The Equal Protection Clause of the Fourteenth Amendment to the United States Constitution protects all citizens from discrimination based on race, national origin, religion, sex, age, or disability. Civil rights movements for African Americans, women, LGBTQ people and others have used this provision as a basis to challenge discriminatory practices. Congress passed legislation that prohibited segregation and employment discrimination on the basis of these classifications and created the Equal Employment Opportunity Commission to enforce these laws.
Gay and lesbian people are no longer relegated to the fringes of American society, and they are fighting for their rights in Congress, on the streets and in the courts. But despite these advances, LGBT people still face real discrimination. They are denied the right to marry, fired from jobs or refused housing on the basis of their sexual orientation, and subjected to violent hate crimes.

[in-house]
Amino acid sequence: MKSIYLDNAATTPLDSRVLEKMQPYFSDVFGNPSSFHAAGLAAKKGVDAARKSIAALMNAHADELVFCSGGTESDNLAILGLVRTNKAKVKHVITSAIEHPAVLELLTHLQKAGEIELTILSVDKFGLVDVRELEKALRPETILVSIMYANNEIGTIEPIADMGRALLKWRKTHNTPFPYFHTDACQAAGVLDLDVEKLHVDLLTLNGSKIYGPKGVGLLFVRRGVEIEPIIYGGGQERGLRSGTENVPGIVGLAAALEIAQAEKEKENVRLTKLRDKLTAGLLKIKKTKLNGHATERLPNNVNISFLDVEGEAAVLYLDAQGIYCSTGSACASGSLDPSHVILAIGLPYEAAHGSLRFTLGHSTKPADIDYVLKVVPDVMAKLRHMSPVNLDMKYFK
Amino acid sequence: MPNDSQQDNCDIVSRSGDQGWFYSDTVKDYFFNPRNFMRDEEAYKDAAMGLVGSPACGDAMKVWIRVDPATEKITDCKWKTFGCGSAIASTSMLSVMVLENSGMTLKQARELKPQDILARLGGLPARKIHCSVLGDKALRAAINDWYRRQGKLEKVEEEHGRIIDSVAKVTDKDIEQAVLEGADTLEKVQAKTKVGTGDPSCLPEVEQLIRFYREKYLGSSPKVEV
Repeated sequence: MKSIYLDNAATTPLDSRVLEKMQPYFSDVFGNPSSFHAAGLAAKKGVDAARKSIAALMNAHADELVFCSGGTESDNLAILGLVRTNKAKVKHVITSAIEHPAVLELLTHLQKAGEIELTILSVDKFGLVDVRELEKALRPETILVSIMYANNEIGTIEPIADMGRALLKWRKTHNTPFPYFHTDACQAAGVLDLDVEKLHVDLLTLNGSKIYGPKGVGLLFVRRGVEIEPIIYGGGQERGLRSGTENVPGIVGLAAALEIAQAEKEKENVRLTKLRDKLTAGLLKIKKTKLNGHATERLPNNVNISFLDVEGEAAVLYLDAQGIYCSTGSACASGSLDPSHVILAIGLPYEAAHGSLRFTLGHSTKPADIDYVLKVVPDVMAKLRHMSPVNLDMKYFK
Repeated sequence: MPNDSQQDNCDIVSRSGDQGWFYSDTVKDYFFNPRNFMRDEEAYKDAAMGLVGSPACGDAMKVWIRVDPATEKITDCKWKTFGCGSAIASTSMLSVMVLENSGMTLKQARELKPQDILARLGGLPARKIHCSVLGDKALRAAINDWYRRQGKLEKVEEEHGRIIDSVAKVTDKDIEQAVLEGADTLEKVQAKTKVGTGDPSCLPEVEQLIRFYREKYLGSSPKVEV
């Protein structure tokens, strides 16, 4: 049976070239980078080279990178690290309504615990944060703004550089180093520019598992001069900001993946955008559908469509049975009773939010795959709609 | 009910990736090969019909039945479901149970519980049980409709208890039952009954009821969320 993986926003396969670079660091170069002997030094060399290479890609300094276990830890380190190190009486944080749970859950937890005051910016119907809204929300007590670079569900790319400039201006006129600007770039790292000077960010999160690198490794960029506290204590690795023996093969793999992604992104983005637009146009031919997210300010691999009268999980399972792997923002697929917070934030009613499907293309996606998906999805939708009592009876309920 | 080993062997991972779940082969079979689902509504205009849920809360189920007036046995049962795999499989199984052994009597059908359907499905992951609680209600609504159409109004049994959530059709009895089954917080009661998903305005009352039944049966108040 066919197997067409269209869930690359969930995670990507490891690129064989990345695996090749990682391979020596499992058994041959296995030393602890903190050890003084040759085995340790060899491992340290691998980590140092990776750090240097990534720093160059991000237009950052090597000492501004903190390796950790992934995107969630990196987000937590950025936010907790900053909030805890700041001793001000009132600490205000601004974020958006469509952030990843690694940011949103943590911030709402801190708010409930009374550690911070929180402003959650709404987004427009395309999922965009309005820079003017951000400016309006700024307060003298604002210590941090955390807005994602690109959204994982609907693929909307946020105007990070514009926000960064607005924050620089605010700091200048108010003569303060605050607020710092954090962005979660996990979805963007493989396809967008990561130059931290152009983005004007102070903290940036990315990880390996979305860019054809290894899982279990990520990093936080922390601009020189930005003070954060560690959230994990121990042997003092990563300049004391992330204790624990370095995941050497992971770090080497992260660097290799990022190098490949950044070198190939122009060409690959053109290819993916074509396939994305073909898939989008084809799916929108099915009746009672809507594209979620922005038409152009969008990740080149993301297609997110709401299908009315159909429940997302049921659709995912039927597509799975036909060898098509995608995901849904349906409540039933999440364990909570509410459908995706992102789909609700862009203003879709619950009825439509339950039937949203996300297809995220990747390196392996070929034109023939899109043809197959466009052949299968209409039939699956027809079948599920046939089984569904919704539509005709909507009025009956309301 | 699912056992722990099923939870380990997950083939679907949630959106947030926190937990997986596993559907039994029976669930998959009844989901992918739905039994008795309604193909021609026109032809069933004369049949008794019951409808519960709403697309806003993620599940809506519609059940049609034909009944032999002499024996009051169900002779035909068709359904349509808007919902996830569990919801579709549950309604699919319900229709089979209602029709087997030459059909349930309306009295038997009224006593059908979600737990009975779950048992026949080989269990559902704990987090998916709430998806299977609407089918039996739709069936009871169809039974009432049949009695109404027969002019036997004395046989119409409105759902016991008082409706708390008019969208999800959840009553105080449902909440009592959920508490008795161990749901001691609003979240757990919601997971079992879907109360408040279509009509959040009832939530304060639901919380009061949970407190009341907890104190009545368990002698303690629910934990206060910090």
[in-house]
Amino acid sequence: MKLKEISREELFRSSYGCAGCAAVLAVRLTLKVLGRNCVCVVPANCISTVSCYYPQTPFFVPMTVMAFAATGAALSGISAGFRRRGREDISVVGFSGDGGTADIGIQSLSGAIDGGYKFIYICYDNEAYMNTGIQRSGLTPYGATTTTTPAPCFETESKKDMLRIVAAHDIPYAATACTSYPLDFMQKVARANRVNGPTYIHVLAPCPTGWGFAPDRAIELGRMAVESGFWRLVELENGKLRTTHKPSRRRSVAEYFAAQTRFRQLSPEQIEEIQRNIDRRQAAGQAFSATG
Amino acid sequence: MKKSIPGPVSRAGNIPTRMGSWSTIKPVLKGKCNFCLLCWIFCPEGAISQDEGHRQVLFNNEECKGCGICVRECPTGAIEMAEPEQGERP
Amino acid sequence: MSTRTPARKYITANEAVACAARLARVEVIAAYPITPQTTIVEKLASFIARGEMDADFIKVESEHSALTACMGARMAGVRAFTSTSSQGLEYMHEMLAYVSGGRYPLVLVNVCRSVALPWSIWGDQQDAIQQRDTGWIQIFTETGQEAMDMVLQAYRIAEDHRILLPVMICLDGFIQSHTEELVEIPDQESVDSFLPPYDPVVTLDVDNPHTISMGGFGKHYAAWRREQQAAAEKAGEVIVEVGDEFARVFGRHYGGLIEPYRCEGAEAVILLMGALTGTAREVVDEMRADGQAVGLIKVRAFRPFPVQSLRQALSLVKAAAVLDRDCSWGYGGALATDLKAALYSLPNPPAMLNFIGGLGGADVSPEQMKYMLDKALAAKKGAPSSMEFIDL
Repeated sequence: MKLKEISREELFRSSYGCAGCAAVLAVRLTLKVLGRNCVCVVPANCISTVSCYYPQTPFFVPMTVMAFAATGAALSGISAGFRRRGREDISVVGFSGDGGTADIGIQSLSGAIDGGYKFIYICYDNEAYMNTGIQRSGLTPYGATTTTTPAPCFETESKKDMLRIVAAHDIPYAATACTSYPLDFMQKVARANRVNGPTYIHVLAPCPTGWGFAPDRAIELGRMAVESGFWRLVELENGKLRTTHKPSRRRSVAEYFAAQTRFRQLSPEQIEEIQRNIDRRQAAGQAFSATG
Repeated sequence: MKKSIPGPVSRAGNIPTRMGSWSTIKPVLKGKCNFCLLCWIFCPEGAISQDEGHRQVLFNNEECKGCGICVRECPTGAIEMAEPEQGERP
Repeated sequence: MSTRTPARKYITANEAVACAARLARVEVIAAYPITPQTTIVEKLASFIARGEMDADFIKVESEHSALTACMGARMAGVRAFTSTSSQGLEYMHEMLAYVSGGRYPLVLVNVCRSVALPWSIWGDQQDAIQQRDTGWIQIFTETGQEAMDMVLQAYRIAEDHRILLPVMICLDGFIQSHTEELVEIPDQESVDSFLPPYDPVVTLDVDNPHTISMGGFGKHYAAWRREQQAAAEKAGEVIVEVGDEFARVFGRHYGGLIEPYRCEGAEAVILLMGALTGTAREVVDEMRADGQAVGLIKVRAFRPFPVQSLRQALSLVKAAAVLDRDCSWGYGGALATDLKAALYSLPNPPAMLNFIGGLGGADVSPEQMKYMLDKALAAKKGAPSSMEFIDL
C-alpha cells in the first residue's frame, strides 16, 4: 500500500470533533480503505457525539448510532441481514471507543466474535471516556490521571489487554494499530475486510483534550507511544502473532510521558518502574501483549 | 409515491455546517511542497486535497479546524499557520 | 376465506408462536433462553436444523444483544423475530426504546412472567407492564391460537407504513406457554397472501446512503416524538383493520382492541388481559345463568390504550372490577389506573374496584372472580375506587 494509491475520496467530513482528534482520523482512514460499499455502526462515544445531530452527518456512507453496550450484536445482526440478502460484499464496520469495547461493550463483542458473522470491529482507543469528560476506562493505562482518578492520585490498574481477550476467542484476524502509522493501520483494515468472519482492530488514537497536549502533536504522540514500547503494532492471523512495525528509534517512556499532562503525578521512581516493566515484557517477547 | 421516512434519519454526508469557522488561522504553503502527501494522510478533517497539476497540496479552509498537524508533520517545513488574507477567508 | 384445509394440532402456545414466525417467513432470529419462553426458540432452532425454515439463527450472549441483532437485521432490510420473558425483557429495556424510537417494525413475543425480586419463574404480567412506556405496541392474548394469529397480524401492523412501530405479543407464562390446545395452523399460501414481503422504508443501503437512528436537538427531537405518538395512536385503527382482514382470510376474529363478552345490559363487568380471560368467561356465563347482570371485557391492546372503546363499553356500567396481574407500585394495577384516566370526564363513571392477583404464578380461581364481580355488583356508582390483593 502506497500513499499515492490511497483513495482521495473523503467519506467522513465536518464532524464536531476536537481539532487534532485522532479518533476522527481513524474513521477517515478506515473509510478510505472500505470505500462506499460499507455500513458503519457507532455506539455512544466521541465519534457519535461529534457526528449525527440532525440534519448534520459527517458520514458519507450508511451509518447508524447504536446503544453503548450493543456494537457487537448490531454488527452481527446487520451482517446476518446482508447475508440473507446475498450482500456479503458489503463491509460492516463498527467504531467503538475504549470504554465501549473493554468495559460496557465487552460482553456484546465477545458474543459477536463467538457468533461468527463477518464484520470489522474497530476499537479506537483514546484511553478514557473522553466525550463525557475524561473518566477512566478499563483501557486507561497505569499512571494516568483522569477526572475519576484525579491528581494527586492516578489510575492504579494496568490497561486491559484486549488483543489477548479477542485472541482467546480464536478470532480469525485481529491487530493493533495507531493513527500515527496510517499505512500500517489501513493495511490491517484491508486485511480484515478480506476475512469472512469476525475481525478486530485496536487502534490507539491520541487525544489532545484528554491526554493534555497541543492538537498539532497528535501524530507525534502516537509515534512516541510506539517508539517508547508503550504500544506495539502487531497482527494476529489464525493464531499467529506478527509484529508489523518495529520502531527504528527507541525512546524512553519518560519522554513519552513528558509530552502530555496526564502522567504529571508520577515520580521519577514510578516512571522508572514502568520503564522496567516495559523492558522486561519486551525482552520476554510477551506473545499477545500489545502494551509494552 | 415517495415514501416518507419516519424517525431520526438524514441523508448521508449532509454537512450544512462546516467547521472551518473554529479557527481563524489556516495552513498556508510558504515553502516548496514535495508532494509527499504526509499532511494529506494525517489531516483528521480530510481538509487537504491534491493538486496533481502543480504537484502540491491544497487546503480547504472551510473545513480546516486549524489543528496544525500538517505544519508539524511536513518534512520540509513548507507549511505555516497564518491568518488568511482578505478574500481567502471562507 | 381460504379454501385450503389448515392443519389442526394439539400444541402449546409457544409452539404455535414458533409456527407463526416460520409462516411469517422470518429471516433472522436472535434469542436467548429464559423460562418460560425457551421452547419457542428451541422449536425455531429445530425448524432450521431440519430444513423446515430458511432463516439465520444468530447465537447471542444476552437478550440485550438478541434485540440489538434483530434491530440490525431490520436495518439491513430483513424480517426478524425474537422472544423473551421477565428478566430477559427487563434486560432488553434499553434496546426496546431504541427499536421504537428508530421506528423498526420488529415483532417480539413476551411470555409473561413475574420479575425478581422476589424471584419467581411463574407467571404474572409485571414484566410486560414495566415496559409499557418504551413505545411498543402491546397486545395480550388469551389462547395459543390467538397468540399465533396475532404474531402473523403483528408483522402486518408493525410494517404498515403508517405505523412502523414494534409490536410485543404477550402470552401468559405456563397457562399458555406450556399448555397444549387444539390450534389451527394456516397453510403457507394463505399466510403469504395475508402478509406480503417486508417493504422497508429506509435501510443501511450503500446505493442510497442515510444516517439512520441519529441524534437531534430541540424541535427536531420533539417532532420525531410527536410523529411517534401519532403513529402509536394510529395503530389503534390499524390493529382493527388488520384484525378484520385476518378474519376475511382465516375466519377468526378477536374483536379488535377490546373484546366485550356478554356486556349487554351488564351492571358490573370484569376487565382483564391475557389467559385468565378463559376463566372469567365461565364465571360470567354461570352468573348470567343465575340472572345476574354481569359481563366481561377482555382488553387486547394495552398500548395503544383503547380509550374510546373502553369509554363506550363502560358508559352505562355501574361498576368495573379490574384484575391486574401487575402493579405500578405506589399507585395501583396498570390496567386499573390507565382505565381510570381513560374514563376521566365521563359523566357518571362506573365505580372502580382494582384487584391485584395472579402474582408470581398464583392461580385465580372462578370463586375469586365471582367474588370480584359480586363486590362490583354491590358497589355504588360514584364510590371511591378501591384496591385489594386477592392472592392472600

The Supreme Court’s decisions on marriage equality and the Defense of Marriage Act suggest that it may be willing to treat homosexuality as a suspect classification worthy of constitutional scrutiny, but the Court has not decided what level of review should apply. In the meantime, the ACLU will continue representing individuals and groups who seek to bring claims involving discrimination on the basis of sexual orientation to justice.
3. The Religious Freedom Restoration Act
In the aftermath of a Supreme Court case in which a baker refused to make a wedding cake for a gay couple, state legislatures across the country have proposed and passed a variety of laws that grant religious exemptions from nondiscrimination protections for LGBT people. These laws vary in scope, from allowing child welfare agencies to refuse to place children with LGBTQ parents, to permitting mental health care providers and businesses that serve the public to refuse service to LGBT people on the grounds of their religious beliefs.